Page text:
America has the best health care in the world and yet our health care system is a mess. High insurance rates and malpractice suits make for a situation where patients often cannot get the help they need and many doctors are afraid of taking risks because of the chance of being sued. With a willingness to realize certain things and make some changes, America could turn it's medical services into a true blessing for all of its citizens.
What is the most important realization? That doctors are human beings and even the best of them are going to make mistakes from time to time. This is probably the most important point Gawande makes in his book. It is a sad state of affairs when every single doctor in this nation expects to be the defendant in a major lawsuit at least once in their careers. How many possible brilliant doctors has this single fact driven from the profession? It is one thing when a doctor makes an error through maliciousness but a doctor who makes an honest mistake should not have to fear career destruction. If something could be done about all this litigation, it would likely be easier to drive truly bad doctors from the profession because doctors and hospitals would be more like to start admitting when things go haywire and actually make a concerted effort to try to make things better.
Though his insights into what it's like to be a doctor are incredibly valuable, I find his views on the psychology of being a patient interesting as well. His articles on the mystery of pain, the horrors of nausea & blushing (yes, blushing) and the results of a patient who has undergone gastric bypass surgery for obesity are eye-openers. He also has a very good chapter on the ethics of medical decision-making between a patient and doctor. Those people in the camp that all medical decision should be left up to the patient need to understand that, in many cases, the patient simply doesn't want to make that decision.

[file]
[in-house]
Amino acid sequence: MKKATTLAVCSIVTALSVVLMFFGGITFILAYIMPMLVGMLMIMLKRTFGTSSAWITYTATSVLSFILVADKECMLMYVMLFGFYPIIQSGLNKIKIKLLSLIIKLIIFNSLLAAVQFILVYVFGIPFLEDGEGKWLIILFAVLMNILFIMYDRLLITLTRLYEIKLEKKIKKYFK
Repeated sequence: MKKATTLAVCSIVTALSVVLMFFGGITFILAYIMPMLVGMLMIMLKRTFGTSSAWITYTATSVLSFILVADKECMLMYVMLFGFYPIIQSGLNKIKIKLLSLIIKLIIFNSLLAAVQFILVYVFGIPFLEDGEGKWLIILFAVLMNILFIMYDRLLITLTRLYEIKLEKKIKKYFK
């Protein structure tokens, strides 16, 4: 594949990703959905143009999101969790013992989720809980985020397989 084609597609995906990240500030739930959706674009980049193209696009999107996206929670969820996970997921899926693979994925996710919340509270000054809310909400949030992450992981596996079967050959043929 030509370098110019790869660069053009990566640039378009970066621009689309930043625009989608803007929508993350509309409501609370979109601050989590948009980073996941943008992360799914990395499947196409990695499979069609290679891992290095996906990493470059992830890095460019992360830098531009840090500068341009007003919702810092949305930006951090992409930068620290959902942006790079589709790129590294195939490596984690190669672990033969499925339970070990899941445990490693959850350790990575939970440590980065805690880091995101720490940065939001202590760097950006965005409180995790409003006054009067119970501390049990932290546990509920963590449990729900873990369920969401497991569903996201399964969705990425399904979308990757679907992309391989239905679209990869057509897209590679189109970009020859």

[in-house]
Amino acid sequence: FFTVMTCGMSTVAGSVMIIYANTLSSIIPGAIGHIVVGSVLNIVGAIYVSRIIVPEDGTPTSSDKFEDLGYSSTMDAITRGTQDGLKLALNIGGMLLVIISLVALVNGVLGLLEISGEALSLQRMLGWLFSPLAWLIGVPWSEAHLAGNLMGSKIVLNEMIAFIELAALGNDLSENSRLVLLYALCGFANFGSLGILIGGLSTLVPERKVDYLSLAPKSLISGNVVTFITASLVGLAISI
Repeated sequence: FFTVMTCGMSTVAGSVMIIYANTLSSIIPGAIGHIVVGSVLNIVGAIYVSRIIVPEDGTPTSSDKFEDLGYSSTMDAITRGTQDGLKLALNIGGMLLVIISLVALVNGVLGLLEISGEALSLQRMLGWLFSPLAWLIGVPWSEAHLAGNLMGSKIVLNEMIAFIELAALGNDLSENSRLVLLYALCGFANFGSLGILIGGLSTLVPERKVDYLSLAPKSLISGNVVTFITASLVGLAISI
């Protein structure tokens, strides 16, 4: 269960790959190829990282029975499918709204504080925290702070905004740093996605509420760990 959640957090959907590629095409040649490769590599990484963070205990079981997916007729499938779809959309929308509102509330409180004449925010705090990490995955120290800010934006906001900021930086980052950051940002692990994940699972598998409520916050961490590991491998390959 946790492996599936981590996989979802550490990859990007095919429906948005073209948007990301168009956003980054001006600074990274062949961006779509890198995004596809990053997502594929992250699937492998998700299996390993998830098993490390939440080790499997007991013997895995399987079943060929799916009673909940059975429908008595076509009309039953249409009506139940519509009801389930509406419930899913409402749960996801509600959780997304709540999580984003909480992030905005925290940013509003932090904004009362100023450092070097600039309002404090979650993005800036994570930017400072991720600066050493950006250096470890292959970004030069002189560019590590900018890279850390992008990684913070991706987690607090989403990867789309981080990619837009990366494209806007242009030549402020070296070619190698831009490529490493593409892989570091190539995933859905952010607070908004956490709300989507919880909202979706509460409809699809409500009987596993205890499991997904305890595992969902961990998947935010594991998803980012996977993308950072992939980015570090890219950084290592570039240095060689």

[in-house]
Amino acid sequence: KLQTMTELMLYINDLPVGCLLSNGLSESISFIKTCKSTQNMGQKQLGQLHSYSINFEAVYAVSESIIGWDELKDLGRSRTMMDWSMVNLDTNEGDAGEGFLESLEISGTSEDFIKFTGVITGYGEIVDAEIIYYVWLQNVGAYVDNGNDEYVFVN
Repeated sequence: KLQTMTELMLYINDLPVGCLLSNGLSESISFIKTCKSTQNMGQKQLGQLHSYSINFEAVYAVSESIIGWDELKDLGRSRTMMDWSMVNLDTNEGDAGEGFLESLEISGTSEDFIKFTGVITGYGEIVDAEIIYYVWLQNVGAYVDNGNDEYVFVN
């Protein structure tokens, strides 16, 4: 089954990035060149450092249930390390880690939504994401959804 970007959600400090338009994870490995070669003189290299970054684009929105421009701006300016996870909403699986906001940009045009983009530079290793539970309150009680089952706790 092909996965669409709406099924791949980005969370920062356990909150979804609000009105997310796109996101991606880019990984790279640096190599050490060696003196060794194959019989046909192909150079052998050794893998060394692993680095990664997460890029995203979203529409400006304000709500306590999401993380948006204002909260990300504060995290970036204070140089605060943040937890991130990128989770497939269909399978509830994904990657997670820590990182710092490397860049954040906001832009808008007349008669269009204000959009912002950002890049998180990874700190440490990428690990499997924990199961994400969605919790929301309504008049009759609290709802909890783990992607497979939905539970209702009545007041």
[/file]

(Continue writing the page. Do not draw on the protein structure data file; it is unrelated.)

I had read much of the material that is in this book before as Gawande has published in various magazines. But I kept an eye out for this and I am glad to see it all gathered together in a single volume. It has been awhile since I've been so impressed by a book.
19 von 22 Kunden fanden die folgende Rezension hilfreich
4.0 von 5 Sternen Complications= Great book for a small-group discussion 12. Dezember 2002
Von Jordan Wilson - Veröffentlicht auf Amazon.com
Format:Gebundene Ausgabe
I found Complications by Atul Gawande to be an exciting read from cover to cover. It is filled with a variety of topics centering around medicine's fallibility, mystery, and uncertainty, as perceived by Gawande who is himself a surgeon. Gawande's mastery of language makes each chapter come to life by developing the situation and revealing topics often ignored by the medical community. He also does a great job of leaving his own bias or opinions out of the chapters. This undirected, yet thought-provoking prose was ideal for our small-group discussion class which read his book. We found many topics to discuss and ethical issues to ponder. Although our time was limited as a class, I believe we could have spent much more time digging deeper into the issues Gawande addressed. Issues that we especially enjoyed pondering included the idea of "practicing" medicine on patients as part of the educational process, the robot feel of sub-specialty medicine vs. primary care medicine, and the stories of patients living with medical problems such as the "man who couldn't stop eating." Overall, I highly recommend this collection of short stories both because it is a delight to read, and because it raises some very interesting ideas that I hope to further investigate.
Jordan Wilson
Medical Student
UMD School of Medicine
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Conscious learning becomes unconscious knowledge, and you cannot say precisely how. &quote;
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No matter what measures are taken, doctors will sometimes falter, and it isnt reasonable to ask that we achieve perfection. What is reasonable is to ask that we never cease to aim for it. &quote;
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There have now been many studies of elite performersinternational violinists, chess grand masters, professional ice-skaters, mathematicians, and so forthand the biggest difference researchers find between them and lesser performers is the cumulative amount of deliberate practice theyve had. &quote;